340B Litigation Update: Once more unto the breach, dear friends, once more
by Elizabeth “Issie” Karan and Mike Glomb
Recently, three courts issued opinions related to ongoing 340B Program litigation. If you find yourself confused by headlines describing these outcomes, you are not alone. Before you devote significant brain power to dissecting the intricacies of the courts’ rationale, please note that these decisions likely will be appealed. However, the legal melee (or breach to quote William Shakespeare) does set the stage for congressional action and/or for HRSA to provide clearer guidance on the use of contract pharmacies in the 340B Program.
First, on October 29, 2021, the US District Court for the Southern District of Indiana handed Eli Lilly a mixed outcome. The judge wrote that HRSA “fails to acknowledge or explain the agency’s changed position(s) with regard to its authority to enforce statutory compliance when the alleged violation is entangled with a regulated entity’s failure to comply with the agency’s nonbinding contract pharmacy guidance.” However, the judge also stated that Eli Lily is not permitted to make “unilateral extra statutory restrictions on its offer to sell 340B drugs,” while noting examples of covered entities that lost hundreds to thousands in discounts.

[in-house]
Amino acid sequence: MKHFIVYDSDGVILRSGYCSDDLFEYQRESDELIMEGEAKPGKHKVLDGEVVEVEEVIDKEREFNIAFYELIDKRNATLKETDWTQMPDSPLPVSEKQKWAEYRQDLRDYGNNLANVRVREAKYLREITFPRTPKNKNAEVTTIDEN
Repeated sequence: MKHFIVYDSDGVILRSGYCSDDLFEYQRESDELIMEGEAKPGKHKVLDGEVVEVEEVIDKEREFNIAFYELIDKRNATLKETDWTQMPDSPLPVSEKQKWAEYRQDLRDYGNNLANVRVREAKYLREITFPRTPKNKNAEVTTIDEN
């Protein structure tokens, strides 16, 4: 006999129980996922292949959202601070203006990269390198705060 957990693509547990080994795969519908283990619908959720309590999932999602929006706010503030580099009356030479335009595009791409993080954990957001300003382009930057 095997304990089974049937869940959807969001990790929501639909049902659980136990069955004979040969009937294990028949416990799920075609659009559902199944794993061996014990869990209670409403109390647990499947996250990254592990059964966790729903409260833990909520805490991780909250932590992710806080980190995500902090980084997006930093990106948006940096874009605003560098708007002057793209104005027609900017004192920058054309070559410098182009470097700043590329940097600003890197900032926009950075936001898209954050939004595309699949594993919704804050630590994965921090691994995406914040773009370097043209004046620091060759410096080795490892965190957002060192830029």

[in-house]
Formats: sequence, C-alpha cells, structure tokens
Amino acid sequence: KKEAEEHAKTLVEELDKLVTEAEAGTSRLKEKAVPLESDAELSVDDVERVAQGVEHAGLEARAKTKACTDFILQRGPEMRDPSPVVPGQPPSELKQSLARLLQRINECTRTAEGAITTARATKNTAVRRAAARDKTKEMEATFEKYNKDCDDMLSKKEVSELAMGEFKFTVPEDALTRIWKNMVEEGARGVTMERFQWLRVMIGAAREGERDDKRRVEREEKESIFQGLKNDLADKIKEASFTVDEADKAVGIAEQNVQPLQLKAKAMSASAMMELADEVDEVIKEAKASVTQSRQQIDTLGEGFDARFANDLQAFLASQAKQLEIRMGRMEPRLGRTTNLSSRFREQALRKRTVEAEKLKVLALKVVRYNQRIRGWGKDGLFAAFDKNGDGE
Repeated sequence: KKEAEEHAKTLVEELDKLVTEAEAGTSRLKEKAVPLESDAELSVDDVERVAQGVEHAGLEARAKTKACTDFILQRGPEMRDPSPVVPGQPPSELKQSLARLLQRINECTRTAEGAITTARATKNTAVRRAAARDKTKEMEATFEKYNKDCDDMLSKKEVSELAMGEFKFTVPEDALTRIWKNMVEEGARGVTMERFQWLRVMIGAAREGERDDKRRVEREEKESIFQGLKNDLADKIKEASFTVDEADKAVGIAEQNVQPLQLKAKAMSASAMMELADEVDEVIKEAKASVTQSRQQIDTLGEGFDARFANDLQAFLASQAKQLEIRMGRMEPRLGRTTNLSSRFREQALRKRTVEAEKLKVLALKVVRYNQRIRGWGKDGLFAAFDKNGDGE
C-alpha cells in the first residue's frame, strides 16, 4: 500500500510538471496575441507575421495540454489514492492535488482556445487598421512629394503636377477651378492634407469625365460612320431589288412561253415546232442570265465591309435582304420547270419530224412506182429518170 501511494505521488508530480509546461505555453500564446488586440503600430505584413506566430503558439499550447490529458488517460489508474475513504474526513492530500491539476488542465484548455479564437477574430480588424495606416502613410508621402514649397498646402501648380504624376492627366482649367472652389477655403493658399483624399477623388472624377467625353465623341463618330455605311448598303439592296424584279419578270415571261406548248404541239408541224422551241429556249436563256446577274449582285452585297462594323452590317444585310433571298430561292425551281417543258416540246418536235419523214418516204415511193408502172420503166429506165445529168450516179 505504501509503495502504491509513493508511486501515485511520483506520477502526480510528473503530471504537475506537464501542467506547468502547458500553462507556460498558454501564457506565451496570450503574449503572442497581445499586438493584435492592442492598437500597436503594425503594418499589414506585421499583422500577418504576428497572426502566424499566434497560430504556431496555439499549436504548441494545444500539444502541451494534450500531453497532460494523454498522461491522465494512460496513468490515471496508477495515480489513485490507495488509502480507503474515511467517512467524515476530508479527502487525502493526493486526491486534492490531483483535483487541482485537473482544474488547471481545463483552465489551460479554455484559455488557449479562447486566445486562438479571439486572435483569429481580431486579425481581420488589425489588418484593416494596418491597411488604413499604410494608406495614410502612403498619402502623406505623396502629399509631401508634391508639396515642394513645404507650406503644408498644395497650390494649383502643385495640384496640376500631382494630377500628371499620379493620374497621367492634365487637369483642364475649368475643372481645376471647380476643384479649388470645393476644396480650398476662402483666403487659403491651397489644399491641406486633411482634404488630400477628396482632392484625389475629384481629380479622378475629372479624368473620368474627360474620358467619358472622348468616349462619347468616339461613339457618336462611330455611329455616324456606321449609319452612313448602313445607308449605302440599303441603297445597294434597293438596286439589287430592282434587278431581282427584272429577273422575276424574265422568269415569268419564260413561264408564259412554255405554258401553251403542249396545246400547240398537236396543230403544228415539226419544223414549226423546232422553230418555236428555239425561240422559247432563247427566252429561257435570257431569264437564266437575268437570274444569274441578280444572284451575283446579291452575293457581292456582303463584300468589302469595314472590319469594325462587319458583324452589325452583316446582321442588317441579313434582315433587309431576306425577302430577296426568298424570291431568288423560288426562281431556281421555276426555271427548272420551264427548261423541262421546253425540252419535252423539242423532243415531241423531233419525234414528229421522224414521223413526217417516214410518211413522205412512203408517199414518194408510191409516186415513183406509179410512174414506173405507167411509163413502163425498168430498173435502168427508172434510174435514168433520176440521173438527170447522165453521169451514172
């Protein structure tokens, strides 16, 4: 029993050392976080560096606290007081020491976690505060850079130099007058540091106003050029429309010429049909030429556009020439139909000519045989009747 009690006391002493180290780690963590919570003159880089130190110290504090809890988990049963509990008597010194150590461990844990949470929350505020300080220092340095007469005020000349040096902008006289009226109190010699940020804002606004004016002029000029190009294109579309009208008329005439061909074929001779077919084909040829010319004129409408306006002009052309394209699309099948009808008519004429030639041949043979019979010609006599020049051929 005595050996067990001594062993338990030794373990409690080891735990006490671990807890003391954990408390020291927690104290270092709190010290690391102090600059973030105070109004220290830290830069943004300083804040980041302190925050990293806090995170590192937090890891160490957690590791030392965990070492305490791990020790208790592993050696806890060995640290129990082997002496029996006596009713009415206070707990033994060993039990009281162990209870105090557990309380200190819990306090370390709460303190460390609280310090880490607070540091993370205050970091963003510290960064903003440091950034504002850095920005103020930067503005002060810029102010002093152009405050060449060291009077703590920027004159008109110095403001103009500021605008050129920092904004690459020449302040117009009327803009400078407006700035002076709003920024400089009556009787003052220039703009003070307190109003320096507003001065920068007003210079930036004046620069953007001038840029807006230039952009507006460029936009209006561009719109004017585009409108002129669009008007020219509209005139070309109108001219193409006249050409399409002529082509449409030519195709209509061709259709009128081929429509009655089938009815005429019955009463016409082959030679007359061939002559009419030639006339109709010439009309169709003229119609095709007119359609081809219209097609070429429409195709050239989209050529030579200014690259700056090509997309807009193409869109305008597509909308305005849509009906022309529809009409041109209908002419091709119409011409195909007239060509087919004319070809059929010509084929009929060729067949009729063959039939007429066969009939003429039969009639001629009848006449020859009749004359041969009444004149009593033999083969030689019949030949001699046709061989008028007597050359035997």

Next, on November 5, 2021, the US District Court for the District of Columbia gave Novartis and United Therapeutics a more favorable opinion stating that drug companies can place conditions on the sales of drugs discounted under the 340B Program to contract pharmacies. However, that same day, the US District Court for the District of New Jersey contradicted this result. In that opinion, the judge told Novo Nordisk and Sanofi that they cannot unilaterally impose restrictions on the 340B Program and that their new policies “must cease.”
Although each suit differs, drug manufacturers are challenging the extent of HRSA’s authority to enforce penalties on drug manufacturers which refuse to provide discounts (or create limitations) on drugs dispensed by covered entities at contract pharmacies. Each case also questions the clarity of HRSA’s contract pharmacy guidance. In large part, the courts agreed that HRSA needs to issue clearer, well-reasoned guidance putting manufacturers on complete notice of the agency’s position for enforcement. As such, all three courts rejected a previously withdrawn HHS Advisory Opinion from December 30, 2020, and vacated letters sent to manufacturers in May 2021, threatening enforcement action. Predictably, both covered entities and drug manufacturers are claiming victory by pointing to different opinions and rationales.
The Hemophilia Alliance team will keep members informed as litigation progresses.
Also in this Issue…
Notes from Joe
· Show Me The Data!
· Hemophilia Alliance Network Services (HANS) Update
· Update on the Alliance HTC Growth Initiative
· 2022 Member Meeting Calendar
Notes from the Community
· Monitoring the Impact of Gene Therapy in Persons with Hemophilia